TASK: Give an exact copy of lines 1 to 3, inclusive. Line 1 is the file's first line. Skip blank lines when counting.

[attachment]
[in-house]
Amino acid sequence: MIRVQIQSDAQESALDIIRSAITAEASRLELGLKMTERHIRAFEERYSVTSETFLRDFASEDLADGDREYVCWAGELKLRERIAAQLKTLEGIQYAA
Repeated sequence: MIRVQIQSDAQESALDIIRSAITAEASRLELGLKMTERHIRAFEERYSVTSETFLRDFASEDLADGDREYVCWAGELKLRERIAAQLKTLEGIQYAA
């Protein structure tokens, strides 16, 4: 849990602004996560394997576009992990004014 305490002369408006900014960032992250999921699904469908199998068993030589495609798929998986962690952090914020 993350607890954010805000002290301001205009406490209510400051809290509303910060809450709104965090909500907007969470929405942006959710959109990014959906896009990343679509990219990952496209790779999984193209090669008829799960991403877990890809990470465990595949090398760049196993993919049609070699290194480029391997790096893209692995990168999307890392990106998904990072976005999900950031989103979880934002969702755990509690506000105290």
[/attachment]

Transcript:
[in-house]
Amino acid sequence: MIRVQIQSDAQESALDIIRSAITAEASRLELGLKMTERHIRAFEERYSVTSETFLRDFASEDLADGDREYVCWAGELKLRERIAAQLKTLEGIQYAA
Repeated sequence: MIRVQIQSDAQESALDIIRSAITAEASRLELGLKMTERHIRAFEERYSVTSETFLRDFASEDLADGDREYVCWAGELKLRERIAAQLKTLEGIQYAA